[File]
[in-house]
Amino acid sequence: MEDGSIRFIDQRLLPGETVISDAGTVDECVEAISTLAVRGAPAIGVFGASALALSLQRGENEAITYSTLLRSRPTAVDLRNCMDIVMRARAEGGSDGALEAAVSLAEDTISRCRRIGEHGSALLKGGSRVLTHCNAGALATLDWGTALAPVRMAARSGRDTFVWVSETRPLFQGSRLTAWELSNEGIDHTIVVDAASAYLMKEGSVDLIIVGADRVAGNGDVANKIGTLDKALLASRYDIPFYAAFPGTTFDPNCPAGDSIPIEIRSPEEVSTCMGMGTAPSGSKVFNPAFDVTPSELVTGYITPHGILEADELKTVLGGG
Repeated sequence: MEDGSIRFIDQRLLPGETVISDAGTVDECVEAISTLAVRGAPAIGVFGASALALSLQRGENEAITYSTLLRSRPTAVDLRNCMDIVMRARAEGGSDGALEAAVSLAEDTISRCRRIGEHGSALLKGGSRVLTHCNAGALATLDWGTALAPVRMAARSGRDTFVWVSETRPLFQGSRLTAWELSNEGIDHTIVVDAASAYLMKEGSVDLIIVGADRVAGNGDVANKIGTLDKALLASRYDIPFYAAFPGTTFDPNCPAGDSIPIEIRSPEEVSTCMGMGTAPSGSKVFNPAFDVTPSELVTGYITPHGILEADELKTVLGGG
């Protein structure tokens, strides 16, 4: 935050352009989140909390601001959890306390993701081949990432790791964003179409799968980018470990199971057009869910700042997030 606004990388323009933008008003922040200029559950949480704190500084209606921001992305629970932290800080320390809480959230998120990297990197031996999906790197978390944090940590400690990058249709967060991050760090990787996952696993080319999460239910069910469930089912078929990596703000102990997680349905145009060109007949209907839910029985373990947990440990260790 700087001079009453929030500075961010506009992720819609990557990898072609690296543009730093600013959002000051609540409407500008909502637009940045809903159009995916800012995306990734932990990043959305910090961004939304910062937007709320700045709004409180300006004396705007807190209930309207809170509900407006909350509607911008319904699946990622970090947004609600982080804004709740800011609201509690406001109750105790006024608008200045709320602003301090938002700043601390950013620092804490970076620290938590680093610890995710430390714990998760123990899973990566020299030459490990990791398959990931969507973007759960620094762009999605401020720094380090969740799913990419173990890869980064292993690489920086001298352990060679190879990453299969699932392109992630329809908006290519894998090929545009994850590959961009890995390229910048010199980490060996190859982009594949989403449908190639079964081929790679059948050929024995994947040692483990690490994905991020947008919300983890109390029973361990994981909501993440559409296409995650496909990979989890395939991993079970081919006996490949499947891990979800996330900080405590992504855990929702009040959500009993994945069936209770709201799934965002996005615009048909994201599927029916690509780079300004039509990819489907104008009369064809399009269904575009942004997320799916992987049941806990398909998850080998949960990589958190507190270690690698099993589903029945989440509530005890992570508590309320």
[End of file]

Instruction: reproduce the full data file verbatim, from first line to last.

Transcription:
[in-house]
Amino acid sequence: MEDGSIRFIDQRLLPGETVISDAGTVDECVEAISTLAVRGAPAIGVFGASALALSLQRGENEAITYSTLLRSRPTAVDLRNCMDIVMRARAEGGSDGALEAAVSLAEDTISRCRRIGEHGSALLKGGSRVLTHCNAGALATLDWGTALAPVRMAARSGRDTFVWVSETRPLFQGSRLTAWELSNEGIDHTIVVDAASAYLMKEGSVDLIIVGADRVAGNGDVANKIGTLDKALLASRYDIPFYAAFPGTTFDPNCPAGDSIPIEIRSPEEVSTCMGMGTAPSGSKVFNPAFDVTPSELVTGYITPHGILEADELKTVLGGG
Repeated sequence: MEDGSIRFIDQRLLPGETVISDAGTVDECVEAISTLAVRGAPAIGVFGASALALSLQRGENEAITYSTLLRSRPTAVDLRNCMDIVMRARAEGGSDGALEAAVSLAEDTISRCRRIGEHGSALLKGGSRVLTHCNAGALATLDWGTALAPVRMAARSGRDTFVWVSETRPLFQGSRLTAWELSNEGIDHTIVVDAASAYLMKEGSVDLIIVGADRVAGNGDVANKIGTLDKALLASRYDIPFYAAFPGTTFDPNCPAGDSIPIEIRSPEEVSTCMGMGTAPSGSKVFNPAFDVTPSELVTGYITPHGILEADELKTVLGGG
């Protein structure tokens, strides 16, 4: 935050352009989140909390601001959890306390993701081949990432790791964003179409799968980018470990199971057009869910700042997030 606004990388323009933008008003922040200029559950949480704190500084209606921001992305629970932290800080320390809480959230998120990297990197031996999906790197978390944090940590400690990058249709967060991050760090990787996952696993080319999460239910069910469930089912078929990596703000102990997680349905145009060109007949209907839910029985373990947990440990260790 700087001079009453929030500075961010506009992720819609990557990898072609690296543009730093600013959002000051609540409407500008909502637009940045809903159009995916800012995306990734932990990043959305910090961004939304910062937007709320700045709004409180300006004396705007807190209930309207809170509900407006909350509607911008319904699946990622970090947004609600982080804004709740800011609201509690406001109750105790006024608008200045709320602003301090938002700043601390950013620092804490970076620290938590680093610890995710430390714990998760123990899973990566020299030459490990990791398959990931969507973007759960620094762009999605401020720094380090969740799913990419173990890869980064292993690489920086001298352990060679190879990453299969699932392109992630329809908006290519894998090929545009994850590959961009890995390229910048010199980490060996190859982009594949989403449908190639079964081929790679059948050929024995994947040692483990690490994905991020947008919300983890109390029973361990994981909501993440559409296409995650496909990979989890395939991993079970081919006996490949499947891990979800996330900080405590992504855990929702009040959500009993994945069936209770709201799934965002996005615009048909994201599927029916690509780079300004039509990819489907104008009369064809399009269904575009942004997320799916992987049941806990398909998850080998949960990589958190507190270690690698099993589903029945989440509530005890992570508590309320």